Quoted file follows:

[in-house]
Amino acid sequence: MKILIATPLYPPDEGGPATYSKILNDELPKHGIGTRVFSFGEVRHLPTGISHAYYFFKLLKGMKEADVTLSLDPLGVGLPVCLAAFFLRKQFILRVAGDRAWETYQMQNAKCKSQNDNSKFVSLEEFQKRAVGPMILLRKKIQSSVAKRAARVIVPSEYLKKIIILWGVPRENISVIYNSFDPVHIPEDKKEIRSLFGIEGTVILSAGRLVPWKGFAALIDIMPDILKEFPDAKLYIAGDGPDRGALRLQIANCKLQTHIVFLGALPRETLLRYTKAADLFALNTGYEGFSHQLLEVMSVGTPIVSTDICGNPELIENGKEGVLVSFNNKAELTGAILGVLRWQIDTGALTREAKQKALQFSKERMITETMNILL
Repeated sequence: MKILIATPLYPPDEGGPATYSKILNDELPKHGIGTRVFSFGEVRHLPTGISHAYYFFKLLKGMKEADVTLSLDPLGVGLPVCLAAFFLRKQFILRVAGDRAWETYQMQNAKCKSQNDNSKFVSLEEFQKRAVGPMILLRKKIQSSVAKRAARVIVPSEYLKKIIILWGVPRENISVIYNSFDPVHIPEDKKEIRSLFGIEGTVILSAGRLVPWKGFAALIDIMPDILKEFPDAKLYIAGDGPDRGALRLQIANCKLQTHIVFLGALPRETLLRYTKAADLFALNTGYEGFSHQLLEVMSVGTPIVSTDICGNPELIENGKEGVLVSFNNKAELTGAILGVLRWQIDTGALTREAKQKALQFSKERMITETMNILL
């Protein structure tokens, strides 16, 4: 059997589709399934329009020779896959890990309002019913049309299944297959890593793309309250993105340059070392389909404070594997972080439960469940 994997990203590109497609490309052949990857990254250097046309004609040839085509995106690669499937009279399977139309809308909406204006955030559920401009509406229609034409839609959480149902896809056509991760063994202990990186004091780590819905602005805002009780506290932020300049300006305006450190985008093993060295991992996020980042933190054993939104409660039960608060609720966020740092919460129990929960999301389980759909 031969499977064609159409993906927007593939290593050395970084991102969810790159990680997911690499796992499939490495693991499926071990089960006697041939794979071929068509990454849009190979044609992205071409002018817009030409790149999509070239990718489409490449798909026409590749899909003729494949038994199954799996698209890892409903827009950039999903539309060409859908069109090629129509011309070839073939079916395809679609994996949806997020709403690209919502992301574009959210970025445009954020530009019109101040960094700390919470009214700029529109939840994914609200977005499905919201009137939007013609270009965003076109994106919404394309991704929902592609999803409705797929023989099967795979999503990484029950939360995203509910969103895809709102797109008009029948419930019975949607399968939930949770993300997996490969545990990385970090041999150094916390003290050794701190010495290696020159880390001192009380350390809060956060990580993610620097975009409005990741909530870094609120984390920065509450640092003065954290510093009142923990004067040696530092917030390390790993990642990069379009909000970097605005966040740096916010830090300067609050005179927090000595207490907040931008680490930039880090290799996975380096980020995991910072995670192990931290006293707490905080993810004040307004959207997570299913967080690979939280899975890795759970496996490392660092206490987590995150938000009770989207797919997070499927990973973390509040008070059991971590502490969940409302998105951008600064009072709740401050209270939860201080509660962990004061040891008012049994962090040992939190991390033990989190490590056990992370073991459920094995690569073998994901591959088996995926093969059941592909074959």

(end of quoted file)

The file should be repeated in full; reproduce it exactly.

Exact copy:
[in-house]
Amino acid sequence: MKILIATPLYPPDEGGPATYSKILNDELPKHGIGTRVFSFGEVRHLPTGISHAYYFFKLLKGMKEADVTLSLDPLGVGLPVCLAAFFLRKQFILRVAGDRAWETYQMQNAKCKSQNDNSKFVSLEEFQKRAVGPMILLRKKIQSSVAKRAARVIVPSEYLKKIIILWGVPRENISVIYNSFDPVHIPEDKKEIRSLFGIEGTVILSAGRLVPWKGFAALIDIMPDILKEFPDAKLYIAGDGPDRGALRLQIANCKLQTHIVFLGALPRETLLRYTKAADLFALNTGYEGFSHQLLEVMSVGTPIVSTDICGNPELIENGKEGVLVSFNNKAELTGAILGVLRWQIDTGALTREAKQKALQFSKERMITETMNILL
Repeated sequence: MKILIATPLYPPDEGGPATYSKILNDELPKHGIGTRVFSFGEVRHLPTGISHAYYFFKLLKGMKEADVTLSLDPLGVGLPVCLAAFFLRKQFILRVAGDRAWETYQMQNAKCKSQNDNSKFVSLEEFQKRAVGPMILLRKKIQSSVAKRAARVIVPSEYLKKIIILWGVPRENISVIYNSFDPVHIPEDKKEIRSLFGIEGTVILSAGRLVPWKGFAALIDIMPDILKEFPDAKLYIAGDGPDRGALRLQIANCKLQTHIVFLGALPRETLLRYTKAADLFALNTGYEGFSHQLLEVMSVGTPIVSTDICGNPELIENGKEGVLVSFNNKAELTGAILGVLRWQIDTGALTREAKQKALQFSKERMITETMNILL
């Protein structure tokens, strides 16, 4: 059997589709399934329009020779896959890990309002019913049309299944297959890593793309309250993105340059070392389909404070594997972080439960469940 994997990203590109497609490309052949990857990254250097046309004609040839085509995106690669499937009279399977139309809308909406204006955030559920401009509406229609034409839609959480149902896809056509991760063994202990990186004091780590819905602005805002009780506290932020300049300006305006450190985008093993060295991992996020980042933190054993939104409660039960608060609720966020740092919460129990929960999301389980759909 031969499977064609159409993906927007593939290593050395970084991102969810790159990680997911690499796992499939490495693991499926071990089960006697041939794979071929068509990454849009190979044609992205071409002018817009030409790149999509070239990718489409490449798909026409590749899909003729494949038994199954799996698209890892409903827009950039999903539309060409859908069109090629129509011309070839073939079916395809679609994996949806997020709403690209919502992301574009959210970025445009954020530009019109101040960094700390919470009214700029529109939840994914609200977005499905919201009137939007013609270009965003076109994106919404394309991704929902592609999803409705797929023989099967795979999503990484029950939360995203509910969103895809709102797109008009029948419930019975949607399968939930949770993300997996490969545990990385970090041999150094916390003290050794701190010495290696020159880390001192009380350390809060956060990580993610620097975009409005990741909530870094609120984390920065509450640092003065954290510093009142923990004067040696530092917030390390790993990642990069379009909000970097605005966040740096916010830090300067609050005179927090000595207490907040931008680490930039880090290799996975380096980020995991910072995670192990931290006293707490905080993810004040307004959207997570299913967080690979939280899975890795759970496996490392660092206490987590995150938000009770989207797919997070499927990973973390509040008070059991971590502490969940409302998105951008600064009072709740401050209270939860201080509660962990004061040891008012049994962090040992939190991390033990989190490590056990992370073991459920094995690569073998994901591959088996995926093969059941592909074959």